Health & Wellness
Exercise Fundamentals
  • Exercise Fundamentals
 

Exercise Fundamentals: The Other Half of Weight Control

Let's face it: Dieting is difficult, and permanently upgrading your eating habits takes determination, too. When making these changes, you need all the help you can get—and luckily there is one inexpensive, medically approved strategy that will not only boost the effectiveness of your diet, but also keep the pounds from coming back. For good measure, it will give you a better-looking body, and a healthier, happier life.

The strategy is simple: Eat less. Exercise more.

Why Dieting Is Not Enough

If you still secretly believe, as so many people do, that you can slim your body and keep it slim forever with one crash diet, you are headed for disappointment. At first, your efforts may be successful. But if you diet without exercising, you are at risk of becoming a fat person in a temporarily thin body. Remember that 95 percent of all dieters will eventually regain the weight they have lost if they do not make permanent changes in their eating habits—and do not increase their level of physical activity during (and after) a diet.

In addition to boosting the results of your diet and keeping extra pounds off afterwards, exercise offers you these valuable health bonuses:

  • Lower blood pressure
  • Reduced risk of heart disease
  • Increased endurance, strength, energy, and productivity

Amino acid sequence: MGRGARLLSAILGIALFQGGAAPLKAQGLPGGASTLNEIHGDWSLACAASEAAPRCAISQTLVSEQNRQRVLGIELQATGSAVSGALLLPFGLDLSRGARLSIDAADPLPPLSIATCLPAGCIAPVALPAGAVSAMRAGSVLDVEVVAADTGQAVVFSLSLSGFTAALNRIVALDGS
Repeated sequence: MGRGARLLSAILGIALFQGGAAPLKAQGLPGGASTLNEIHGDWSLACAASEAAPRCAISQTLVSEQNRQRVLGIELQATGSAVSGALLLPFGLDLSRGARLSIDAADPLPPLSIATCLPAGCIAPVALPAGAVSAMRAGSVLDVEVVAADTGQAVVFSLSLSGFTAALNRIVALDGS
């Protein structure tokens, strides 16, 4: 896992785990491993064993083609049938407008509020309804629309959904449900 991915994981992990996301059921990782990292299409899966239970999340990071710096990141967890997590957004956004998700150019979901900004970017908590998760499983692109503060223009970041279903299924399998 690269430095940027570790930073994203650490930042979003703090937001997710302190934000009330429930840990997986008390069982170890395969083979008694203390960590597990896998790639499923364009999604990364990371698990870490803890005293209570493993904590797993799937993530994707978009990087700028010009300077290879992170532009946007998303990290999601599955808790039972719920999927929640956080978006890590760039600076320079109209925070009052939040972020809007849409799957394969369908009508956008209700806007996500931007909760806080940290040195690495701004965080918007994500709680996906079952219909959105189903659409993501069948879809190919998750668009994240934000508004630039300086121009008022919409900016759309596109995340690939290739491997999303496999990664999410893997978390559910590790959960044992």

• Reduced stress
  • Improved body tone and enhanced attractiveness
  • Reduced risk of osteoporosis
  • Protection against adult-onset diabetes
  • Help with smoking cessation

And there is more. Exercise not only increases your body's metabolic rate and helps you burn calories faster, it also stabilizes your body's insulin and blood sugar levels, and can decrease your appetite. Regular exercise also fights the effects of aging and can even extend life. A study conducted by the National Institutes of Health indicated that men and women aged 86 to 96 tripled the muscle strength of their legs when they worked out with weights. This is especially good news for older seniors, who may be able to avoid life-threatening hip fractures and other disabling injuries if they embark on well-supervised exercise regimes. Other studies have shown that weight-bearing exercise can help reduce the risk of osteoporosis, the "brittle bone" condition that afflicts many women in their postmenopausal years.

How Muscle Building Helps

If you think that muscle-building exercise (weight training) is only for the bulging biceps crowd, think again: Muscle-building exercise is one of our strongest allies in the war against fat.

Here is why: Both fat and muscle tissue burn calories just to maintain themselves. A pound of fat burns two calories a day—but a pound of muscle burns 30 to 50 calories a day. The more muscle tissue you have, the more calories you burn each day—even if your day's most strenuous exercise is channel surfing.

On the average, muscle mass shrinks by 10 to 12 percent between the ages of 30 and 65. Middle age tends to be a time in life when people slow down and become less active, which itself depletes muscle tissue. And when muscle tissue shrinks, a vicious circle begins: Your ability to burn calories plummets—and your fat deposits grow.

Trying to reverse this process with a crash diet alone may just make matters worse: Crash diets can rob the body of muscle as well as fat. In a quick 30 pound weight loss, for example, 4.5 pounds of muscle could vanish—and that lost muscle means that your body will burn calories much more slowly than it did before. The obvious solution: You need to build—or at least maintain—muscle while you are losing weight.

For shedding pounds and keeping them off, for maintaining your health and extending your life, for improving your looks and boosting your outlook—for all these things, exercise needs to be a regular part of your life.